Idle hands are the Snake's workshop.
I loved Metal Gear Solid V: Ground Zeroes. Despite only having one location to explore and a small handful of missions to undertake, I played the game for nearly 20 hours. The open format of Ground Zeroes allowed me to approach missions from numerous angles, leading to new and unexpected challenges. I could test my stealth abilities or wreak havoc on Camp Omega with explosives, or a mix of the two if I was in the mood. Even though I wasn't seeing new locations or learning more about Big Boss's downfall, I was learning how to be a better super soldier every time I booted up the game.
Of course, I'd be lying if I didn't admit that Ground Zeroes left me hungry for more. Metal Gear Solid V: The Phantom Pain, Ground Zeroes' much bigger brother, has long loomed overhead. I've waited patiently to continue where I left Big Boss at the end of Ground Zeroes, careening into the ocean in a helicopter. A few weeks ago, my chance arrived. I had two days to play The Phantom Pain at Konami's Los Angeles studio, and though that sounds like a lot of time, I was shocked to see that I had only scratched the surface of the game by the end of day two. There's a lot I'd like to talk about, but for obvious reasons, I can't get into the specifics about the story, characters, or missions, lest I ruin any surprises.
Given these restrictions, I'd like to give you a taste of my experience in Afghanistan, the first of The Phantom Pain's massive, open world maps. According to Kojima, The Phantom Pain is 200 times bigger than Camp Omega and Ground Zeroes, and I'd estimate that Afghanistan alone is as big as 50 Camp Omegas. As you might imagine, there's a lot that you can get into when exploring an area that big. Here are a few of the many activities you can engage in during your tenure in the Afghan desert.
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Ride on Horseback
If you were to travel on foot in The Phantom Pain from one end of Afghanistan to the other, you would likely need 45 minutes, if not more. It's covered in large mountains and valleys, meaning that there's no such thing as a straight shot. Lucky for you, you've got access to a fast and reliable horse. With a whistle, it appears in a matter of seconds, regardless of where you are and where you may have last dismounted.
The horse is animated exceptionally well, giving The Witcher 3's horse a run for its money. The bob of the camera and dust in the air goes a long way to communicate the feel of galloping. When you come up to the top of a hill and see enemies you didn't expect on the other side, it's easy to reign it in, but if you want to feel like a boss (sorry), you can hide from your enemy's view by hanging off to the side as the horse slowly trots through enemy territory. When you're in the clear, saddle up and charge onwards.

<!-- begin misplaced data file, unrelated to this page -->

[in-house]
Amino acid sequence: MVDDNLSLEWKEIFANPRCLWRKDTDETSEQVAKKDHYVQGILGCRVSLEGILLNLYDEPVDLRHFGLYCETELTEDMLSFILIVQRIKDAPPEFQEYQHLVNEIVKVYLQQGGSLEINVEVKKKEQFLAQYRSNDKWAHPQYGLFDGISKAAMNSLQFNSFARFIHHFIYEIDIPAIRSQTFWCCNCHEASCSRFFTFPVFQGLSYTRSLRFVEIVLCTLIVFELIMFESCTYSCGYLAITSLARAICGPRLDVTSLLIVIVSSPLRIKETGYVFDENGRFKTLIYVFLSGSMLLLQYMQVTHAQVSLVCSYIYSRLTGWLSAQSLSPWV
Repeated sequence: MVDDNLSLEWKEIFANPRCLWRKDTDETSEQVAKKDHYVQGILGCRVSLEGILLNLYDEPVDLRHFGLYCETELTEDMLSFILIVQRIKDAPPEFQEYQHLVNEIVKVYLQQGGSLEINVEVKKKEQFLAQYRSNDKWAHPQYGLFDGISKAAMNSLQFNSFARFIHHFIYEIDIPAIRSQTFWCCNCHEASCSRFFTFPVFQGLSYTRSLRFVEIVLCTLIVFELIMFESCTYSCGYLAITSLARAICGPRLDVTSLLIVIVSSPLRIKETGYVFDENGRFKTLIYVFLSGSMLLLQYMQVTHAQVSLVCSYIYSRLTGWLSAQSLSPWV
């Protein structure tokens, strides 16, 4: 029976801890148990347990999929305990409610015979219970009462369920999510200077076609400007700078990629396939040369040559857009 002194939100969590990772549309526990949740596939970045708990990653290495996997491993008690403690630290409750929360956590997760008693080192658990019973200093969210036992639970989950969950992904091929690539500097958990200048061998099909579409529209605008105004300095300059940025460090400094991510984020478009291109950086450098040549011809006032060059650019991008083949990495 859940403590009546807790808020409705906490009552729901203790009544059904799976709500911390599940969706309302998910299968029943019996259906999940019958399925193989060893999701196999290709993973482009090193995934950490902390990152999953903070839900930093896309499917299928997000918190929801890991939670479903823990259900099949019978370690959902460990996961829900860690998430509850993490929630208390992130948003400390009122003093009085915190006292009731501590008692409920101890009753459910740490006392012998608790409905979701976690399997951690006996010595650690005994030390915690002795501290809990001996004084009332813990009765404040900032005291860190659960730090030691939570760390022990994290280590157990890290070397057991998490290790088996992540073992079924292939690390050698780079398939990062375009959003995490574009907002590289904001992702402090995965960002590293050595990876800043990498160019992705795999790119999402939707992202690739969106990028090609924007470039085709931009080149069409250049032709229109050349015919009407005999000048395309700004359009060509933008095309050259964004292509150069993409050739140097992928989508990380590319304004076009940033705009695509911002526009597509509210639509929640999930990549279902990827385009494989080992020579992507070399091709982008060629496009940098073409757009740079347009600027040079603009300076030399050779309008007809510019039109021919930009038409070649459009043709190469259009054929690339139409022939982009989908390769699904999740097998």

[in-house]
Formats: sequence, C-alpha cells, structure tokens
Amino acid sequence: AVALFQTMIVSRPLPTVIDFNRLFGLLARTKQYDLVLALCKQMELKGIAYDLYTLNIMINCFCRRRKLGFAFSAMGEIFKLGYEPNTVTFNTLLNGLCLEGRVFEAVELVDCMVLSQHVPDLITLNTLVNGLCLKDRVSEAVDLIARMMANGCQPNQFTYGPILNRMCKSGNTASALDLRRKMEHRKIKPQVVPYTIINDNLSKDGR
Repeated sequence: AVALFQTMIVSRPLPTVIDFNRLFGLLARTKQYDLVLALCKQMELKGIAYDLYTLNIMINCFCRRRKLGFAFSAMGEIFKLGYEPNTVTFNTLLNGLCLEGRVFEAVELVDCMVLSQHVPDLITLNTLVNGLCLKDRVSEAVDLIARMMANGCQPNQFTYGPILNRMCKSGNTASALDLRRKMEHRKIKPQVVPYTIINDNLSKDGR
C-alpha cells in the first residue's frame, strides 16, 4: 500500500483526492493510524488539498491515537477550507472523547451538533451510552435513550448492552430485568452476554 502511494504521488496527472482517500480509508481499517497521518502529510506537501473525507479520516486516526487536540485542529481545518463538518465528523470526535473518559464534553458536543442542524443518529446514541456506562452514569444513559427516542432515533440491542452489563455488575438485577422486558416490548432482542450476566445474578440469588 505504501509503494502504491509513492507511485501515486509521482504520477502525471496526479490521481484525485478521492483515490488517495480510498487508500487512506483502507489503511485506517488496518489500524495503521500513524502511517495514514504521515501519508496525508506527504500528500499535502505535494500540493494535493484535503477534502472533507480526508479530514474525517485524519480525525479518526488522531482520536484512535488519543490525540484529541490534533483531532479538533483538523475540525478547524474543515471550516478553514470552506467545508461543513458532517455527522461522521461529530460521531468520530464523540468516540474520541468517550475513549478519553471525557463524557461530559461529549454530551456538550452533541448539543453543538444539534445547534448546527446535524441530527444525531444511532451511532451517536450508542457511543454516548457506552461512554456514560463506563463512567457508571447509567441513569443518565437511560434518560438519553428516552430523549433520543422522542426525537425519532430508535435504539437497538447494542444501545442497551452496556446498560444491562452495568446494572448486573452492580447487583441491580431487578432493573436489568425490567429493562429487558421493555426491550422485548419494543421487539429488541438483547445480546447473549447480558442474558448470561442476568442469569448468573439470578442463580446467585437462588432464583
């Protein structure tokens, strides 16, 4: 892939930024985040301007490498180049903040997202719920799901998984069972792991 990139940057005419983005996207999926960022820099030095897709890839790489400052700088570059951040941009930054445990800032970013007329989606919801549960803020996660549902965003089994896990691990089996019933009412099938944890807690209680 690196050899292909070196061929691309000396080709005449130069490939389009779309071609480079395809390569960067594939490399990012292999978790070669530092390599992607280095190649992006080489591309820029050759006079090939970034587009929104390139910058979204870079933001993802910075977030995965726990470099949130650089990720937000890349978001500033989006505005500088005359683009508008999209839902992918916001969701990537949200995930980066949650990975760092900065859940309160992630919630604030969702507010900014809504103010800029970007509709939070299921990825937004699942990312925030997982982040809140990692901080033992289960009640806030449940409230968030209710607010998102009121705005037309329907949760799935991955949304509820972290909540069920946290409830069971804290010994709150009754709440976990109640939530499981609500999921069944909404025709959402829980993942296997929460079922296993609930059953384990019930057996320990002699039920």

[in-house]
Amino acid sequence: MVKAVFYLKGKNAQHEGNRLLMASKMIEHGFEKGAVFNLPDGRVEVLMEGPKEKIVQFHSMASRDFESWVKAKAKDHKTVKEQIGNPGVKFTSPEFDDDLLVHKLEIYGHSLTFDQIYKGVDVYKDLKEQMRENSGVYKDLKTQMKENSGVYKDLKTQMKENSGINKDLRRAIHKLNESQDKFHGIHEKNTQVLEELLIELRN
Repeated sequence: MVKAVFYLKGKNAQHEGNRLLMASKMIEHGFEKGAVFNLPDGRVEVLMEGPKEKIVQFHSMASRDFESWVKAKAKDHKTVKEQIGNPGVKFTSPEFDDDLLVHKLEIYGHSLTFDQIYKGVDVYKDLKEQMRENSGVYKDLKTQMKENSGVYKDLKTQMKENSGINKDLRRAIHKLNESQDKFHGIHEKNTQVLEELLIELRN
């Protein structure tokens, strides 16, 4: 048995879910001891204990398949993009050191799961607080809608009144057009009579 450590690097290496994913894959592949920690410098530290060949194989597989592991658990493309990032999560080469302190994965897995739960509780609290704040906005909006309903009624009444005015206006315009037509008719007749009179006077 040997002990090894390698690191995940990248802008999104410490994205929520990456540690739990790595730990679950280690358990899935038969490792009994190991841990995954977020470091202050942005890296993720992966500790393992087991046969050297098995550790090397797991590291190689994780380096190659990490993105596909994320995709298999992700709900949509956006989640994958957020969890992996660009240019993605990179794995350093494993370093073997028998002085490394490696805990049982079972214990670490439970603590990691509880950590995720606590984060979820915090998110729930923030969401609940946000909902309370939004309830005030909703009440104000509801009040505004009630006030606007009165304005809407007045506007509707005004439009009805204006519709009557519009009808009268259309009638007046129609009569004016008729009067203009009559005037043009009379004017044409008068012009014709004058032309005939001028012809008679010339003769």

Partake in Tactical Narcotic Action
The Phantom Pain has a day/night cycle that impacts enemy locations and behaviors. In certain circumstances, the cover of darkness is invaluable. Rather than wait for the clock to do its thing, you can smoke your Phantom Cigar, powered by mind altering substances, to quickly pass the time. This tool is incredibly useful, but I wonder: is giving drugs to a coma survivor really the best idea?
Wildlife is common in Afghanistan, especially herds of goats, but on one special occasion, I was face to face with a bear. The next thing I knew, I was fighting that bear and losing spectacularly. I ultimately died, but I had to give it another go. I found it again and I did my best to fend him off, but he was relentless. Though I probably could have taken it out with well-placed C4 or a shotgun, I opted for the non-lethal approach. It ultimately took 10 tranquilizer darts to bring him down, by my count. Having already used the Fulton recovery system to send goats back to Mother Base, I tried to do the same with the bear, but it failed to lift off. I needed to upgrade my Fulton recovery system, and while I didn't have time to do that during the event at Konami, you better believe I'll make it a priority when the game comes out, especially if I can eventually ride the bear into battle. That probably won't happen, but a guy can dream!
Recruit (Kidnap) Soldiers
In order to rebuild Mother Base, a soldiers' haven run by Big Boss, you need capable people to oversee the base's multiple research divisions. Not one to ask for volunteers, you increase membership to your group by forcibly capturing soldiers from the field. It's easier than you might think: knock a soldier out, and use your Fulton recovery system--modeled after real military equipment--to send them back to Mother Base via air balloon. Once they arrive at Mother Base, they'll be sorted into groups based on their strengths in various skills, though you can manually assign them, if you wish. You can even learn how to interpret foreign languages if you Fulton a soldier that's multilingual, which can give you a major tactical advantage. I recovered goats as well, but I'm not sure that they're good for much on an offshore military base. Mutton, anyone?